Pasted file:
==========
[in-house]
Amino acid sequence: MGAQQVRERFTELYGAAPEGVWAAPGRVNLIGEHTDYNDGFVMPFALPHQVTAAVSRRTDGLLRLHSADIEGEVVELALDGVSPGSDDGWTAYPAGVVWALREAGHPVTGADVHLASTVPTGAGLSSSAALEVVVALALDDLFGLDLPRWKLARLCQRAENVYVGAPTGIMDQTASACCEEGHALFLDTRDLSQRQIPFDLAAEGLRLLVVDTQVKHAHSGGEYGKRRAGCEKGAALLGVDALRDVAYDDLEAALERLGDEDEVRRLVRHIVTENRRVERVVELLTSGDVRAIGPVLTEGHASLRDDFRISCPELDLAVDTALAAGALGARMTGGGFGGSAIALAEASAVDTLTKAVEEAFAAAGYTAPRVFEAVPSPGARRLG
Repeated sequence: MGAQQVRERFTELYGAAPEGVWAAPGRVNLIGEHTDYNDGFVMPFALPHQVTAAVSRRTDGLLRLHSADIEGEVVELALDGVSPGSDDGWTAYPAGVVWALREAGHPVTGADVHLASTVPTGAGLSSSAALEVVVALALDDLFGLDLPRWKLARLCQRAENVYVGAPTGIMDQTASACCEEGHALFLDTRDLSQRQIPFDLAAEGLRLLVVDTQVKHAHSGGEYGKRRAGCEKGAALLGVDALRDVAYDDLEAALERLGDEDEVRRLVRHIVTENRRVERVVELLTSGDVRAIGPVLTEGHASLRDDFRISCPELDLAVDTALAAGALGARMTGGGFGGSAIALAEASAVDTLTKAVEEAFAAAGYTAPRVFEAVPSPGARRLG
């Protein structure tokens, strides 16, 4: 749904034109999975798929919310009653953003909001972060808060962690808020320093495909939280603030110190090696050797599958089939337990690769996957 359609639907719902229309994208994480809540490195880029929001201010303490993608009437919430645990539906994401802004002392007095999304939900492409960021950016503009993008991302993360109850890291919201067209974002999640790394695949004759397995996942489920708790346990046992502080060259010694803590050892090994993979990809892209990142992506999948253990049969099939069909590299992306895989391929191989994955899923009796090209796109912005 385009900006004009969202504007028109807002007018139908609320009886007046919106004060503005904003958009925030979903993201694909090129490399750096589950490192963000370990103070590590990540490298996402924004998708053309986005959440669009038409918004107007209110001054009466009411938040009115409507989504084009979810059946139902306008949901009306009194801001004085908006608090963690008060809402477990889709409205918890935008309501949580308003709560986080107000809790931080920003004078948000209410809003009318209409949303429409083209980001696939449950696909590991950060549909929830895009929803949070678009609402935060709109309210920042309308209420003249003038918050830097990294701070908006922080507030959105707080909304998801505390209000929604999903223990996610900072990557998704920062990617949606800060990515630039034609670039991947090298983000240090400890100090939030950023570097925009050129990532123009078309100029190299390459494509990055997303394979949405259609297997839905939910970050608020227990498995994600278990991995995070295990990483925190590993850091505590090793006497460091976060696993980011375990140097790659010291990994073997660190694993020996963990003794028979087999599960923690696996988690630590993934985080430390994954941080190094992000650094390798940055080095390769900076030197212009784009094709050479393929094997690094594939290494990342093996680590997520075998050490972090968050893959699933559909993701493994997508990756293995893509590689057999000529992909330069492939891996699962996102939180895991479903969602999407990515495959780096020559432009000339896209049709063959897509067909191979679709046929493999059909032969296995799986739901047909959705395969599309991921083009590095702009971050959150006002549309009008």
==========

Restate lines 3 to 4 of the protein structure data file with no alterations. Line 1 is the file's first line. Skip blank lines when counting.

Repeated sequence: MGAQQVRERFTELYGAAPEGVWAAPGRVNLIGEHTDYNDGFVMPFALPHQVTAAVSRRTDGLLRLHSADIEGEVVELALDGVSPGSDDGWTAYPAGVVWALREAGHPVTGADVHLASTVPTGAGLSSSAALEVVVALALDDLFGLDLPRWKLARLCQRAENVYVGAPTGIMDQTASACCEEGHALFLDTRDLSQRQIPFDLAAEGLRLLVVDTQVKHAHSGGEYGKRRAGCEKGAALLGVDALRDVAYDDLEAALERLGDEDEVRRLVRHIVTENRRVERVVELLTSGDVRAIGPVLTEGHASLRDDFRISCPELDLAVDTALAAGALGARMTGGGFGGSAIALAEASAVDTLTKAVEEAFAAAGYTAPRVFEAVPSPGARRLG
């Protein structure tokens, strides 16, 4: 749904034109999975798929919310009653953003909001972060808060962690808020320093495909939280603030110190090696050797599958089939337990690769996957 359609639907719902229309994208994480809540490195880029929001201010303490993608009437919430645990539906994401802004002392007095999304939900492409960021950016503009993008991302993360109850890291919201067209974002999640790394695949004759397995996942489920708790346990046992502080060259010694803590050892090994993979990809892209990142992506999948253990049969099939069909590299992306895989391929191989994955899923009796090209796109912005 385009900006004009969202504007028109807002007018139908609320009886007046919106004060503005904003958009925030979903993201694909090129490399750096589950490192963000370990103070590590990540490298996402924004998708053309986005959440669009038409918004107007209110001054009466009411938040009115409507989504084009979810059946139902306008949901009306009194801001004085908006608090963690008060809402477990889709409205918890935008309501949580308003709560986080107000809790931080920003004078948000209410809003009318209409949303429409083209980001696939449950696909590991950060549909929830895009929803949070678009609402935060709109309210920042309308209420003249003038918050830097990294701070908006922080507030959105707080909304998801505390209000929604999903223990996610900072990557998704920062990617949606800060990515630039034609670039991947090298983000240090400890100090939030950023570097925009050129990532123009078309100029190299390459494509990055997303394979949405259609297997839905939910970050608020227990498995994600278990991995995070295990990483925190590993850091505590090793006497460091976060696993980011375990140097790659010291990994073997660190694993020996963990003794028979087999599960923690696996988690630590993934985080430390994954941080190094992000650094390798940055080095390769900076030197212009784009094709050479393929094997690094594939290494990342093996680590997520075998050490972090968050893959699933559909993701493994997508990756293995893509590689057999000529992909330069492939891996699962996102939180895991479903969602999407990515495959780096020559432009000339896209049709063959897509067909191979679709046929493999059909032969296995799986739901047909959705395969599309991921083009590095702009971050959150006002549309009008």